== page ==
5. According to the post-war statement by Zilia Mogrobi, when the gallery was seized Mogrobi and his wife had gone into hiding in Sloterdijk. On 6 July 1944 they were apprehended by the Sicherheitsdienst (Security Service) and taken to the police station in Admiraal de Ruyterweg close to Sloterdijk. It emerges from the post-war statement by Zilia Mogrobi that on 12 July she and her husband were taken to Westerbork, from where they were deported  to Auschwitz on 3 September 1944. Before the end of the month Mogrobi was murdered in Auschwitz. He was 46 years old. His son Alfred Mogrobi suffered the same fate in Buchenwald concentration camp on 1 December 1944. On 26 October 1944 Zilia Mogrobi was taken to the German labour camp Liebau, where she was liberated on 9 May 1945. The couple’s daughter, Sonja Mogrobi, survived the war.

6. After Zilia Mogrobi returned to the Netherlands on 13 June 1945 she continued her husband’s business. She submitted a number of compensation claims in order to receive some recompense for the goods lost during the Second World War. These claims primarily concerned the goods that were lost during the auction at Mak van Waay on 25 July 1944 but not the items currently being claimed. The gallery was liquidated with effect from 1 October 1956.

7. The following can be stated about the role of the Museum. The Museum was founded as a result of an initiative by the Twente textiles magnate Jan Bernard van Heek, who wanted his painting collection to be housed in a new national museum in Enschede. After his death in 1923 this initiative was continued by members of his family, including his half-brother Jan Herman van Heek (1873-1957, hereinafter referred to as Van Heek). The Museum was opened in 1930 and Van Heek was appointed its director. He remained in this post until 1956.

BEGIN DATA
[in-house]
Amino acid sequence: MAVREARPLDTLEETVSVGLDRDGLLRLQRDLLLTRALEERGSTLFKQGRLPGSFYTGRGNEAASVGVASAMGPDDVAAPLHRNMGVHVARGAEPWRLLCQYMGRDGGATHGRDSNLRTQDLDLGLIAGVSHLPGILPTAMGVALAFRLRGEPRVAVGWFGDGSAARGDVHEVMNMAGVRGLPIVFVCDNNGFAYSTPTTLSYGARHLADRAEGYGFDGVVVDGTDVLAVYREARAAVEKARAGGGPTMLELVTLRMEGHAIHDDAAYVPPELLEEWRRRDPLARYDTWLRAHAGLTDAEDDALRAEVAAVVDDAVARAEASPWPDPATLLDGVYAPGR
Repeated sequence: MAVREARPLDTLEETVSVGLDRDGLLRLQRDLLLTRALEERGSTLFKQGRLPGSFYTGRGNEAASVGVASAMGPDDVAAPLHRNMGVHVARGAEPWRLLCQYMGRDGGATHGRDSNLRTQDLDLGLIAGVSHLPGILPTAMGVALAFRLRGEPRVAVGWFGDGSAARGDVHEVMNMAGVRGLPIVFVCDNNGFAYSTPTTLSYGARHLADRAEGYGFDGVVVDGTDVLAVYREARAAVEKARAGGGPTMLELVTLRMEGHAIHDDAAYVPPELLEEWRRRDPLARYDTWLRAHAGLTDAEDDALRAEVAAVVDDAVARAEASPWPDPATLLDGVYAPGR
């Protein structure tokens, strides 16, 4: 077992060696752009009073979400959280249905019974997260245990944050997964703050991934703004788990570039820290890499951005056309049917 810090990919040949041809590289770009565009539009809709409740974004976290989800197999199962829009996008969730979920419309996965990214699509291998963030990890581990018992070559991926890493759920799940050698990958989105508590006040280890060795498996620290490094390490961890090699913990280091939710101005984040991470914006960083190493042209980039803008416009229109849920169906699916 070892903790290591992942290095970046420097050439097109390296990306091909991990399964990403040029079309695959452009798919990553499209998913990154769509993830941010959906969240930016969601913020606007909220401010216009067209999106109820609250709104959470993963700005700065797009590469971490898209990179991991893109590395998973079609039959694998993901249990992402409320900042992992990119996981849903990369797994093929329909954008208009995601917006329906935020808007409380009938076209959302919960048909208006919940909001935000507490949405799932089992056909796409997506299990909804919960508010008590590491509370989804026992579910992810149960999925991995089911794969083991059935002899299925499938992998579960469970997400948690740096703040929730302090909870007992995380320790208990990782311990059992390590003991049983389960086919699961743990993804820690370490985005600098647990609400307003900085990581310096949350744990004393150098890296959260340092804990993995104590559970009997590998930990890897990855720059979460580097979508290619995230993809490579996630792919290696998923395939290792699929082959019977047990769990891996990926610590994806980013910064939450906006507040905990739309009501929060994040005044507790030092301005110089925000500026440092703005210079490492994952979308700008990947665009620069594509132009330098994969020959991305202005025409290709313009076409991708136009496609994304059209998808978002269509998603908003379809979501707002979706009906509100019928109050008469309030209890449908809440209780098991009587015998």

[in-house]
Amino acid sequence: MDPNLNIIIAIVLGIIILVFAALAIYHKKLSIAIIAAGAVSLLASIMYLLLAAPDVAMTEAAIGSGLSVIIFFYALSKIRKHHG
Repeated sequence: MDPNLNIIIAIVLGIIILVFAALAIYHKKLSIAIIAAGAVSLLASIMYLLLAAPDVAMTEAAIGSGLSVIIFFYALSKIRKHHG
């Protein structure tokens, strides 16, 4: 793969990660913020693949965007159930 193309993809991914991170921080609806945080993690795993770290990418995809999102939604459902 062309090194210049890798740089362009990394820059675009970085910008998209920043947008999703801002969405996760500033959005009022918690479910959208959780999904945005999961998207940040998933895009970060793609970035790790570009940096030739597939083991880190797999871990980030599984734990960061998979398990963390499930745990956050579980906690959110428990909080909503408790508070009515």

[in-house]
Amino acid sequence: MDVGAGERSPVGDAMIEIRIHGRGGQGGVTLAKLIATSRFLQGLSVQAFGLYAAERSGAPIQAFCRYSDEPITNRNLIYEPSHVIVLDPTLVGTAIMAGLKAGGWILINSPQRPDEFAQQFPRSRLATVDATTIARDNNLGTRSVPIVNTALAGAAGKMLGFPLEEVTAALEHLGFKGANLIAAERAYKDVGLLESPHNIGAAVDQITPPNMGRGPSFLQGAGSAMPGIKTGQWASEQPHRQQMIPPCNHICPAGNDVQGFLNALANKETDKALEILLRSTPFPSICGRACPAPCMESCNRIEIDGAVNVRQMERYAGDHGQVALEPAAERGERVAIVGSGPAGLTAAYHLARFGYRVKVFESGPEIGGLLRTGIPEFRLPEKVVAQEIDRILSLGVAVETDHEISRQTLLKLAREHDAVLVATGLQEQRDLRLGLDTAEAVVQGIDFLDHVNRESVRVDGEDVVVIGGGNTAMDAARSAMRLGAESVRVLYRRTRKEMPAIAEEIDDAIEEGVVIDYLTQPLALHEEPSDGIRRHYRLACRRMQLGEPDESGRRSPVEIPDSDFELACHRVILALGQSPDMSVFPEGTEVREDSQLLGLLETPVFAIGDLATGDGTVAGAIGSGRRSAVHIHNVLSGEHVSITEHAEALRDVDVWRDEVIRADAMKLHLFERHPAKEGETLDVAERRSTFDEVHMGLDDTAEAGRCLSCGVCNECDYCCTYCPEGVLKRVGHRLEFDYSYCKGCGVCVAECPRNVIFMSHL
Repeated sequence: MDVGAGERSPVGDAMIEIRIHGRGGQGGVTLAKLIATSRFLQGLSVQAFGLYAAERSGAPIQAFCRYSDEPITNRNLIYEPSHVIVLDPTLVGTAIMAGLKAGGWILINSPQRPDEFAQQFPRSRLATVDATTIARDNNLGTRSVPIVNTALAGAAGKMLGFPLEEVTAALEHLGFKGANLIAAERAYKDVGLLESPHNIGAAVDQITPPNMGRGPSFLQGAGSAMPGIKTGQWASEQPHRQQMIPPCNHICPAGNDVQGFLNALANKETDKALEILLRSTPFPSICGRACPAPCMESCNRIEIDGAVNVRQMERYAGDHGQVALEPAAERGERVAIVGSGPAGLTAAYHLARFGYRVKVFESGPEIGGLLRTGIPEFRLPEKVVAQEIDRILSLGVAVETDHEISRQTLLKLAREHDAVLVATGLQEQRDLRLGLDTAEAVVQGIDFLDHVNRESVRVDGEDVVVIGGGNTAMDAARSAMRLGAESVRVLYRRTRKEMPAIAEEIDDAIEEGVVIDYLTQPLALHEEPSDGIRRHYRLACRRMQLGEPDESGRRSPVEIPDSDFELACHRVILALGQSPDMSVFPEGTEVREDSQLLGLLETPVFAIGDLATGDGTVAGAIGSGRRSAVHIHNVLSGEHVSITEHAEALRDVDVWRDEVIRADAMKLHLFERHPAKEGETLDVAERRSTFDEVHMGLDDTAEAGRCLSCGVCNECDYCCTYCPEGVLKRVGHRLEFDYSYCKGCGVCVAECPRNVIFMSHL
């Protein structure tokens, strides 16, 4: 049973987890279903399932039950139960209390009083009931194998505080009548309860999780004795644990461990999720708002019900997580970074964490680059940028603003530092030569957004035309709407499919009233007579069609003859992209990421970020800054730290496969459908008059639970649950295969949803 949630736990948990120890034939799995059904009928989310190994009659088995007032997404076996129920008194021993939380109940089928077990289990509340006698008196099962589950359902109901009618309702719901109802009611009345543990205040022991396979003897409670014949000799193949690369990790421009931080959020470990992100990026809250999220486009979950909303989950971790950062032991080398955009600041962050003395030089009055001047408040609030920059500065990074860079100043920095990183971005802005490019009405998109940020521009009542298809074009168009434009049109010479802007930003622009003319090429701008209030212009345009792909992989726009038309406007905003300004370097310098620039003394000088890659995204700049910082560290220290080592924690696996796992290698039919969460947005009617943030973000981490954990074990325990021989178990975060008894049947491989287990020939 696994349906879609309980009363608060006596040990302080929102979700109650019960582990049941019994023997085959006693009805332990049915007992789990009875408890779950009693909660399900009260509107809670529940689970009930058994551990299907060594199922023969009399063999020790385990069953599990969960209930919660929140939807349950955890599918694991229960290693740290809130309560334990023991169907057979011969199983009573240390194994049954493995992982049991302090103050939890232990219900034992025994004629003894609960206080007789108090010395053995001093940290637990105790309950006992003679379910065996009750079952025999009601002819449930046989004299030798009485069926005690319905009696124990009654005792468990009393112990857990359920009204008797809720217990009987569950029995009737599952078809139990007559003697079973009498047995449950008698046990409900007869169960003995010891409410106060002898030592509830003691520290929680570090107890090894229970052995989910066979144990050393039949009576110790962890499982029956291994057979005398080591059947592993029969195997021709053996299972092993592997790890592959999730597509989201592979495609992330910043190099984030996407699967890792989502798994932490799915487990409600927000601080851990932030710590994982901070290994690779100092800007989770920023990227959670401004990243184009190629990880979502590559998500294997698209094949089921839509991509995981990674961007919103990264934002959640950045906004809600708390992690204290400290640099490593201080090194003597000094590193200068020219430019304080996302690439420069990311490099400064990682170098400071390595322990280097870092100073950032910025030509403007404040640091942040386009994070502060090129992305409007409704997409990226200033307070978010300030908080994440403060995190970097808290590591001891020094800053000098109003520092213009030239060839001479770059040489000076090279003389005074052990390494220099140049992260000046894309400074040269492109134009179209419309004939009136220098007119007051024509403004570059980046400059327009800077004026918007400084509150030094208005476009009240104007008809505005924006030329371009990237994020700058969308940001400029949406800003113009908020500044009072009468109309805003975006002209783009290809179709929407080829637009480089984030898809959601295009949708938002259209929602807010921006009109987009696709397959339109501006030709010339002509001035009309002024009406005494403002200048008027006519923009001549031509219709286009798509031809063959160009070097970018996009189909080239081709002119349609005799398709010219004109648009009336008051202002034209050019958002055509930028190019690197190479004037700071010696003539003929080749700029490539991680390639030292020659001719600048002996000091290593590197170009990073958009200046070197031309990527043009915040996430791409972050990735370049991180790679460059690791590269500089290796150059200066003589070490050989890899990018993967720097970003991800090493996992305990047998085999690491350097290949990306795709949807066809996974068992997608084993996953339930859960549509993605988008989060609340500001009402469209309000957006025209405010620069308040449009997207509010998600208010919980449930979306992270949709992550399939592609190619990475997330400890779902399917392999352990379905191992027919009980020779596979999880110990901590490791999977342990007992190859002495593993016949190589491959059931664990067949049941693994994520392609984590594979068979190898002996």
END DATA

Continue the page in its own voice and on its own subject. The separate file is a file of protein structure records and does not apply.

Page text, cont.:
The Museum was closed during the occupation, but Van Heek bought artworks for the Museum during this period. Van Heek also purchased the currently claimed items from the Mogrobi gallery during the occupation. This can be deduced from accounts submitted by the Museum. They show that Van Heek bought the brass trinket box on 1 February 1941 for 350 guilders. He purchased the ivory polyptych and discoid candlestick from the gallery in March 1942. Van Heek paid 2,250 guilders for the polyptych and 50 guilders for the brass candlestick. The total sum of 2,300 guilders also emerges from a receipt issued by the Mogrobi gallery and received on 27 March 1942.